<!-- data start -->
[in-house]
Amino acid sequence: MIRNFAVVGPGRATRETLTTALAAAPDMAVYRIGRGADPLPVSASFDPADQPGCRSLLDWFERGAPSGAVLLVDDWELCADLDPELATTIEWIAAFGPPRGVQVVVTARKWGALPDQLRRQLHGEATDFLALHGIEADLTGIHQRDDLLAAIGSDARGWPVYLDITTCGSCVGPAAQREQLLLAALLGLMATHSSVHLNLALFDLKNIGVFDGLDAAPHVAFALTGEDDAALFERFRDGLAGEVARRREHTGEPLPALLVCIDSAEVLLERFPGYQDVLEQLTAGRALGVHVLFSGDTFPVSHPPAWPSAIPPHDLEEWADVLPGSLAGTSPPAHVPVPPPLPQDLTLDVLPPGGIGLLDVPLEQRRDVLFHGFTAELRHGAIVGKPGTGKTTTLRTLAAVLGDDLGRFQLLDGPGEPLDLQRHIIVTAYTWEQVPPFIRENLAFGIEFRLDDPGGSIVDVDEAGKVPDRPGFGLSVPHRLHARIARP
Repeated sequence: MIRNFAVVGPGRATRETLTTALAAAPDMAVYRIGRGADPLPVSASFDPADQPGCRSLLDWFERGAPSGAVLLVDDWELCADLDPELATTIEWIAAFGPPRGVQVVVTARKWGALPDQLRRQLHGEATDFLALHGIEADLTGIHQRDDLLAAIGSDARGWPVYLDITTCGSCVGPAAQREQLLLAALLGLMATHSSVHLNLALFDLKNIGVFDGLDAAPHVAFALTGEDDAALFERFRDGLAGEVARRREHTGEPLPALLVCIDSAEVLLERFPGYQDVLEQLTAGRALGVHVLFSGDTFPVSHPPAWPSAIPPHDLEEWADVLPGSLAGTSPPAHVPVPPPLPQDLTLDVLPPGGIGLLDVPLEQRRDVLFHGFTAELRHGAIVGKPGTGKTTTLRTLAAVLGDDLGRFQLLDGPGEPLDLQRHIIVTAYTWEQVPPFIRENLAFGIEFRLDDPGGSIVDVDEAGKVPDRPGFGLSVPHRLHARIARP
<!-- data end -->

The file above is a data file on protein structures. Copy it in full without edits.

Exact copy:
[in-house]
Amino acid sequence: MIRNFAVVGPGRATRETLTTALAAAPDMAVYRIGRGADPLPVSASFDPADQPGCRSLLDWFERGAPSGAVLLVDDWELCADLDPELATTIEWIAAFGPPRGVQVVVTARKWGALPDQLRRQLHGEATDFLALHGIEADLTGIHQRDDLLAAIGSDARGWPVYLDITTCGSCVGPAAQREQLLLAALLGLMATHSSVHLNLALFDLKNIGVFDGLDAAPHVAFALTGEDDAALFERFRDGLAGEVARRREHTGEPLPALLVCIDSAEVLLERFPGYQDVLEQLTAGRALGVHVLFSGDTFPVSHPPAWPSAIPPHDLEEWADVLPGSLAGTSPPAHVPVPPPLPQDLTLDVLPPGGIGLLDVPLEQRRDVLFHGFTAELRHGAIVGKPGTGKTTTLRTLAAVLGDDLGRFQLLDGPGEPLDLQRHIIVTAYTWEQVPPFIRENLAFGIEFRLDDPGGSIVDVDEAGKVPDRPGFGLSVPHRLHARIARP
Repeated sequence: MIRNFAVVGPGRATRETLTTALAAAPDMAVYRIGRGADPLPVSASFDPADQPGCRSLLDWFERGAPSGAVLLVDDWELCADLDPELATTIEWIAAFGPPRGVQVVVTARKWGALPDQLRRQLHGEATDFLALHGIEADLTGIHQRDDLLAAIGSDARGWPVYLDITTCGSCVGPAAQREQLLLAALLGLMATHSSVHLNLALFDLKNIGVFDGLDAAPHVAFALTGEDDAALFERFRDGLAGEVARRREHTGEPLPALLVCIDSAEVLLERFPGYQDVLEQLTAGRALGVHVLFSGDTFPVSHPPAWPSAIPPHDLEEWADVLPGSLAGTSPPAHVPVPPPLPQDLTLDVLPPGGIGLLDVPLEQRRDVLFHGFTAELRHGAIVGKPGTGKTTTLRTLAAVLGDDLGRFQLLDGPGEPLDLQRHIIVTAYTWEQVPPFIRENLAFGIEFRLDDPGGSIVDVDEAGKVPDRPGFGLSVPHRLHARIARP